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Regional Meetings Part of Cattlemen’s Convention

SAN DIEGO, Calif. (Jan. 28, 2016) — According to Colorado rancher T. Wright Dickinson, it’s one more way the cattlemen can contribute to the industry’s game plan. That’s why meetings organized by geographic regions were convened Jan. 28, during the 2016 Cattle Industry Convention in San Diego, Calif. Dickinson said it’s part of the process by which the National Cattlemen’s Beef Association (NCBA) members prioritize issues of concern and shape association policy.

“It’s like a chess game. We need to be thinking ahead and planning our next move, and the next,” said Dickinson. “The NCBA board wants our input to help form a strategy.”

NCBA has divided the country into seven regions where cattle producers are apt to share similar challenges and concerns. Dickinson sits on NCBA’s Executive Committee, as a Policy Division representative for Region V, which includes the states of Colorado, Wyoming, Montana, Idaho, Washington and Oregon. Also serving on the Executive Committee is Idaho cattleman Dan Hinman, a Federation of State Beef Council representative for Region V.

Hinman urged beef producers attending the meeting to equip themselves for sharing information with their neighbors back home. More specifically, he advised them to gather the latest information regarding investment of funds gathered through the dollar-per-head beef checkoff.

A checkoff update session highlighted Fiscal Year 2015’s investment of $41.8 million in programs for beef promotion, research and information. A growing percentage of the budget was shifted toward establishing and expanding foreign markets for U.S. beef, since the greatest opportunity for long-term growth exists among the 95% of global population that is outside U.S. borders.

Checkoff-related news also illustrated the growing use of social media, even among cattle folk. During 2015, the reach of producer communications contacts made through the MyBeefCheckoff Facebook page grew by 219%, compared with 2014, with 848,000 posts. Facebook follower numbers climbed by 55% and Twitter followers grew by 34%.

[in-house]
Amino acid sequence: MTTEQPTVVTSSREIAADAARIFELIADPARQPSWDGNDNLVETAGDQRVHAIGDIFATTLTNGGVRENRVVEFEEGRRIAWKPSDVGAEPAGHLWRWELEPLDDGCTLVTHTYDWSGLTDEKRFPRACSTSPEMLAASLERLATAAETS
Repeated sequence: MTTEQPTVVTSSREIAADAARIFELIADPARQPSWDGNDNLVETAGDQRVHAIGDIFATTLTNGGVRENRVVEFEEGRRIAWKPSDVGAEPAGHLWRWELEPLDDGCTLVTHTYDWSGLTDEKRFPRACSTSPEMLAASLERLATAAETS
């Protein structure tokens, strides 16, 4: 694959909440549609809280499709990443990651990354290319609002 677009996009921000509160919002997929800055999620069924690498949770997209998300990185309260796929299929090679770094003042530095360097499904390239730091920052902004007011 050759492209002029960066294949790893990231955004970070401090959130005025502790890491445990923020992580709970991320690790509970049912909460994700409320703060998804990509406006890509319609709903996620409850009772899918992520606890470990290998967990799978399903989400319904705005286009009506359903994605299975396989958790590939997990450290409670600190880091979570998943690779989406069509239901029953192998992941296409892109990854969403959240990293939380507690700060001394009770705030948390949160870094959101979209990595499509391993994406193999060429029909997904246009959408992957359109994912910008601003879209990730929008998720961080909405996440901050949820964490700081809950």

Dickinson cited the industry need to encourage industry involvement by young beef producers, noting NCBA’s 2015 launch of the Young Beef Leaders Initiative. He introduced Colorado participant Matt Hunt, who explained the effort to prepare producers aged 21 to 35 years for engagement in the association’s policy development process. He strongly advised attendance of NCBA’s Summer Conference in Denver, where policy development is the primary focus.

Policy issues currently prioritized for 2016 include support of the Technical Barriers to Trade (TBT) Agreement, which would ensure that technical regulations, standards, and conformity assessment procedures are nondiscriminatory and do not create unnecessary obstacles to trade. Other issues include reform of the Endangered Species Act, measures to protect the U.S. cattle industry against foreign animal disease and involvement in potential restriction of ionophore feed additives.

Additionally, NCBA will continue to oppose overregulation resulting from Environmental Protection Agency implementation of Waters of the United States (WOTUS) rules.

A Montana contingent initiated conversation regarding the rescinding of mandatory country-of-origin labeling (mCOOL) and the rift between NCBA and producers that had supported the rule. It was suggested that a study group be formed to explore the potential for establishing a voluntary program whereby participating producers could capture “added value” represented by cattle born and raised in the United States. It was also suggested that NCBA push for reconsideration of protocols government agencies apply to response and management of wildfires on public lands.

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